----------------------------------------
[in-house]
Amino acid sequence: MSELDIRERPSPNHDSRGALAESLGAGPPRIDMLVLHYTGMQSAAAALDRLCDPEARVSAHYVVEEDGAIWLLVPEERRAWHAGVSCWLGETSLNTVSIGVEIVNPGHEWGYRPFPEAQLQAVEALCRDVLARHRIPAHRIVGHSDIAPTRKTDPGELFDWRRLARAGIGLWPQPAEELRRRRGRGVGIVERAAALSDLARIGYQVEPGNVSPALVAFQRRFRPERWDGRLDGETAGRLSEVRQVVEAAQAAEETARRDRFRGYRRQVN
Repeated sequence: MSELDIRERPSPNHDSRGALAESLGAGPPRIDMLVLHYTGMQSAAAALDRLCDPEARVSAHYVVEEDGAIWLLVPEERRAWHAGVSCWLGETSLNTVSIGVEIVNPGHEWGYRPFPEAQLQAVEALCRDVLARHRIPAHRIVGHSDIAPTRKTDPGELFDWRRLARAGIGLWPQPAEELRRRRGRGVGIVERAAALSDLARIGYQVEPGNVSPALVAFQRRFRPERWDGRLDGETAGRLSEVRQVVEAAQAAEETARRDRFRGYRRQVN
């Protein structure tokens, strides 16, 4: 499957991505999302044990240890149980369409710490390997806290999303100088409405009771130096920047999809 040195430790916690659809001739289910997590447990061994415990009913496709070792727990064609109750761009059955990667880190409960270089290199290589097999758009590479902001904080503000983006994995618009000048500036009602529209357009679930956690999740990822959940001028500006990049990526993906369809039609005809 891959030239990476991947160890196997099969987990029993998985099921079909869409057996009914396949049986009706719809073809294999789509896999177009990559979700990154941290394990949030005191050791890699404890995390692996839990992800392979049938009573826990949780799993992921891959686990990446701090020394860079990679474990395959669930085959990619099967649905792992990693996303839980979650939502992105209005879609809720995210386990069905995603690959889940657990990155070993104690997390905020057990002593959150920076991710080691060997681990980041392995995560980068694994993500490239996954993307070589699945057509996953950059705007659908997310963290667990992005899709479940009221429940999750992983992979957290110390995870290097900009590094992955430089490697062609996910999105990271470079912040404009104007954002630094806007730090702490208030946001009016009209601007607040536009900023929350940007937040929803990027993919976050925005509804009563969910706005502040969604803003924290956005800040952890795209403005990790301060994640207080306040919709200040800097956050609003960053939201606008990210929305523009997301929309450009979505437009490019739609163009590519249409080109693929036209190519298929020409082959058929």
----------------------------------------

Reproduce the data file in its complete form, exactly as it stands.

[in-house]
Amino acid sequence: MSELDIRERPSPNHDSRGALAESLGAGPPRIDMLVLHYTGMQSAAAALDRLCDPEARVSAHYVVEEDGAIWLLVPEERRAWHAGVSCWLGETSLNTVSIGVEIVNPGHEWGYRPFPEAQLQAVEALCRDVLARHRIPAHRIVGHSDIAPTRKTDPGELFDWRRLARAGIGLWPQPAEELRRRRGRGVGIVERAAALSDLARIGYQVEPGNVSPALVAFQRRFRPERWDGRLDGETAGRLSEVRQVVEAAQAAEETARRDRFRGYRRQVN
Repeated sequence: MSELDIRERPSPNHDSRGALAESLGAGPPRIDMLVLHYTGMQSAAAALDRLCDPEARVSAHYVVEEDGAIWLLVPEERRAWHAGVSCWLGETSLNTVSIGVEIVNPGHEWGYRPFPEAQLQAVEALCRDVLARHRIPAHRIVGHSDIAPTRKTDPGELFDWRRLARAGIGLWPQPAEELRRRRGRGVGIVERAAALSDLARIGYQVEPGNVSPALVAFQRRFRPERWDGRLDGETAGRLSEVRQVVEAAQAAEETARRDRFRGYRRQVN
């Protein structure tokens, strides 16, 4: 499957991505999302044990240890149980369409710490390997806290999303100088409405009771130096920047999809 040195430790916690659809001739289910997590447990061994415990009913496709070792727990064609109750761009059955990667880190409960270089290199290589097999758009590479902001904080503000983006994995618009000048500036009602529209357009679930956690999740990822959940001028500006990049990526993906369809039609005809 891959030239990476991947160890196997099969987990029993998985099921079909869409057996009914396949049986009706719809073809294999789509896999177009990559979700990154941290394990949030005191050791890699404890995390692996839990992800392979049938009573826990949780799993992921891959686990990446701090020394860079990679474990395959669930085959990619099967649905792992990693996303839980979650939502992105209005879609809720995210386990069905995603690959889940657990990155070993104690997390905020057990002593959150920076991710080691060997681990980041392995995560980068694994993500490239996954993307070589699945057509996953950059705007659908997310963290667990992005899709479940009221429940999750992983992979957290110390995870290097900009590094992955430089490697062609996910999105990271470079912040404009104007954002630094806007730090702490208030946001009016009209601007607040536009900023929350940007937040929803990027993919976050925005509804009563969910706005502040969604803003924290956005800040952890795209403005990790301060994640207080306040919709200040800097956050609003960053939201606008990210929305523009997301929309450009979505437009490019739609163009590519249409080109693929036209190519298929020409082959058929």